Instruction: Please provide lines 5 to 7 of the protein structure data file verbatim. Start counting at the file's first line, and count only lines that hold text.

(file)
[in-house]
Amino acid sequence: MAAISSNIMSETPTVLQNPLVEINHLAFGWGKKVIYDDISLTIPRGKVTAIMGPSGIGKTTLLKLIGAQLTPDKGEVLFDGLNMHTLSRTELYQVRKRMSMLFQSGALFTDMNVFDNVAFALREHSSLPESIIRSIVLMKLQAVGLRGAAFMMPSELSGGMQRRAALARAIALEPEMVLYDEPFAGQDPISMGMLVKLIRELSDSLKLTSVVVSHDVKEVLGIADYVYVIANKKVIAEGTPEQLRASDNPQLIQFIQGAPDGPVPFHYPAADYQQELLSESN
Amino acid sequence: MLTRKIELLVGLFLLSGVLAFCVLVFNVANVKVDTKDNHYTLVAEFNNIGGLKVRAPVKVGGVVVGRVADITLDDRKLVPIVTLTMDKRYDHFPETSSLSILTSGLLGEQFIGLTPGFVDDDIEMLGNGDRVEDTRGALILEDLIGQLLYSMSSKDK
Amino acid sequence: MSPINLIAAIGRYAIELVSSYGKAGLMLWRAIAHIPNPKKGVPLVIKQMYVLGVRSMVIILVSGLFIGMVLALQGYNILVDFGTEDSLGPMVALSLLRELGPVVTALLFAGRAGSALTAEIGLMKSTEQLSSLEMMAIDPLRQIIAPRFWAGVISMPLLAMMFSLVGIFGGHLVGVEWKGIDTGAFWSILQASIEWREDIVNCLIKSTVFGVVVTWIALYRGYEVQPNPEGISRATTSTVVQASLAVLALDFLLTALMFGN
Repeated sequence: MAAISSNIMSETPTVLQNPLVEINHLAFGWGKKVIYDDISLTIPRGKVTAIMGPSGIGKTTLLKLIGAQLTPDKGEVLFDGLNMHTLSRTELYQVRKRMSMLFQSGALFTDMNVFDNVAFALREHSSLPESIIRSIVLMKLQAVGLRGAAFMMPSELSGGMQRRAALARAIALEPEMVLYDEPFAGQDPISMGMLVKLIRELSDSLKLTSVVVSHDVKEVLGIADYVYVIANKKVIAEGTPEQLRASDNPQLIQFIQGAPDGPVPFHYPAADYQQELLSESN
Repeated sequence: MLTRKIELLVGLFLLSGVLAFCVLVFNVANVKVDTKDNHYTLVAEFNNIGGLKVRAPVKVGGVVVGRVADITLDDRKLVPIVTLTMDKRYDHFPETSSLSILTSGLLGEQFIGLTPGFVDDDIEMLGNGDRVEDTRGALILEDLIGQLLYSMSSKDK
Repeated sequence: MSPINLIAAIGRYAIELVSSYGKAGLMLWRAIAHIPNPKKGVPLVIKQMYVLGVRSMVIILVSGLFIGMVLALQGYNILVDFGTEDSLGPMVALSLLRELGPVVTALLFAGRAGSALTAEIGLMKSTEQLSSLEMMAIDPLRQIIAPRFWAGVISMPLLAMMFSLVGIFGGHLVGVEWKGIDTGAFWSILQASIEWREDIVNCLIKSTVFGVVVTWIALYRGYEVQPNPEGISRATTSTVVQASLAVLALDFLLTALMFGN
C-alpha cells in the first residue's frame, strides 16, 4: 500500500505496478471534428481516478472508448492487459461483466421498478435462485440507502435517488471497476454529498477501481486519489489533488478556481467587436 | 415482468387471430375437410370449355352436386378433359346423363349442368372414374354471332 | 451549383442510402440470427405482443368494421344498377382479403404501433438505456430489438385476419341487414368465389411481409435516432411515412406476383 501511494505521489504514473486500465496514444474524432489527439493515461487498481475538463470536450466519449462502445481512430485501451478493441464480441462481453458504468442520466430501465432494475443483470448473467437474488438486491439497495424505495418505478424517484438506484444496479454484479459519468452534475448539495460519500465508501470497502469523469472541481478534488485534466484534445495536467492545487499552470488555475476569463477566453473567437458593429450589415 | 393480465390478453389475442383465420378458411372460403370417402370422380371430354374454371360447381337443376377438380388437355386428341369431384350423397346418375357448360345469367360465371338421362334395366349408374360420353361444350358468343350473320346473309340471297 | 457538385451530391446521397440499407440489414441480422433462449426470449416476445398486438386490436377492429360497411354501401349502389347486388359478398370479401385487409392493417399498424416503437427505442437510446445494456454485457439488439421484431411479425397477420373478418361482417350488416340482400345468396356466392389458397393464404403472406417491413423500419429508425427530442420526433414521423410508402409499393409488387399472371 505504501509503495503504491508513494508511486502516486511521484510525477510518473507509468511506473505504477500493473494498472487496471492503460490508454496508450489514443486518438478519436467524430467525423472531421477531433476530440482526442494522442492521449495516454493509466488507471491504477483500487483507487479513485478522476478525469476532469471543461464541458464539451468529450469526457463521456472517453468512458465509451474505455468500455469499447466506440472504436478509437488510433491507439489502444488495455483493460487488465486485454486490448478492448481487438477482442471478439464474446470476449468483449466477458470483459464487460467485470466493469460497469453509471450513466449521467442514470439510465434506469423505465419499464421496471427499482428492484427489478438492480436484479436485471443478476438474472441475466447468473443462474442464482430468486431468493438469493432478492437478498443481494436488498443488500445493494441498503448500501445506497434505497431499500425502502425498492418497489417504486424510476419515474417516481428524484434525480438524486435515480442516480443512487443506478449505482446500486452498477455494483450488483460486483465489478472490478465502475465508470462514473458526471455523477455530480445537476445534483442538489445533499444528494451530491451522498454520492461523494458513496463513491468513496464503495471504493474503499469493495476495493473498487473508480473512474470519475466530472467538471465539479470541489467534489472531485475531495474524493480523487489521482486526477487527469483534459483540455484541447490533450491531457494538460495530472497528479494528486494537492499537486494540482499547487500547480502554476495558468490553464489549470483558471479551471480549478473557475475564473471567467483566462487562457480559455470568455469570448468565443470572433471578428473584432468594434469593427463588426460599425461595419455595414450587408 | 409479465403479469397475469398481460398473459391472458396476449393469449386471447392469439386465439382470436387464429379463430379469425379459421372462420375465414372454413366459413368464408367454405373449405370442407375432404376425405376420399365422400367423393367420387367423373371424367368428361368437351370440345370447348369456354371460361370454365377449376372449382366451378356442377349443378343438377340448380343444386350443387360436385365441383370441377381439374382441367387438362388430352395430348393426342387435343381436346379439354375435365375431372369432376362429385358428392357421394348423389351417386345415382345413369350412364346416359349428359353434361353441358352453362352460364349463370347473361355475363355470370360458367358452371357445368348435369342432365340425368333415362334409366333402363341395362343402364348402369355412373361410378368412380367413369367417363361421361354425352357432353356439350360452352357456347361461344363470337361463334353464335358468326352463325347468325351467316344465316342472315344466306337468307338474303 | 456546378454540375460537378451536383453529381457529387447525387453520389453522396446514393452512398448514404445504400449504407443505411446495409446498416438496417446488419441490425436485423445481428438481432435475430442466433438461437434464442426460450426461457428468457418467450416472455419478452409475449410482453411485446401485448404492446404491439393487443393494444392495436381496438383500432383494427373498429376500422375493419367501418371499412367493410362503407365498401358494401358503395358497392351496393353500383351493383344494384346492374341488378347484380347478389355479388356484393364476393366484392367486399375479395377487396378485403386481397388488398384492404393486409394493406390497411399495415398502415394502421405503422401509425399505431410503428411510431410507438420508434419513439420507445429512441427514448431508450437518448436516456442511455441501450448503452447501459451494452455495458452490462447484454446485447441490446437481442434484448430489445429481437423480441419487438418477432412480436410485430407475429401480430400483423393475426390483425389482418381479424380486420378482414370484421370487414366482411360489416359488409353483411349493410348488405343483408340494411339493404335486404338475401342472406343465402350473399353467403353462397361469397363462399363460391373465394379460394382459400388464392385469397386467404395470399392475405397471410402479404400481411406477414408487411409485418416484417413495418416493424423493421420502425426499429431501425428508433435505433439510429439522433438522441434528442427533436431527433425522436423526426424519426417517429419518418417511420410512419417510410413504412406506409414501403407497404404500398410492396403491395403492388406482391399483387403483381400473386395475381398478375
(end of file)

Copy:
Repeated sequence: MAAISSNIMSETPTVLQNPLVEINHLAFGWGKKVIYDDISLTIPRGKVTAIMGPSGIGKTTLLKLIGAQLTPDKGEVLFDGLNMHTLSRTELYQVRKRMSMLFQSGALFTDMNVFDNVAFALREHSSLPESIIRSIVLMKLQAVGLRGAAFMMPSELSGGMQRRAALARAIALEPEMVLYDEPFAGQDPISMGMLVKLIRELSDSLKLTSVVVSHDVKEVLGIADYVYVIANKKVIAEGTPEQLRASDNPQLIQFIQGAPDGPVPFHYPAADYQQELLSESN
Repeated sequence: MLTRKIELLVGLFLLSGVLAFCVLVFNVANVKVDTKDNHYTLVAEFNNIGGLKVRAPVKVGGVVVGRVADITLDDRKLVPIVTLTMDKRYDHFPETSSLSILTSGLLGEQFIGLTPGFVDDDIEMLGNGDRVEDTRGALILEDLIGQLLYSMSSKDK
Repeated sequence: MSPINLIAAIGRYAIELVSSYGKAGLMLWRAIAHIPNPKKGVPLVIKQMYVLGVRSMVIILVSGLFIGMVLALQGYNILVDFGTEDSLGPMVALSLLRELGPVVTALLFAGRAGSALTAEIGLMKSTEQLSSLEMMAIDPLRQIIAPRFWAGVISMPLLAMMFSLVGIFGGHLVGVEWKGIDTGAFWSILQASIEWREDIVNCLIKSTVFGVVVTWIALYRGYEVQPNPEGISRATTSTVVQASLAVLALDFLLTALMFGN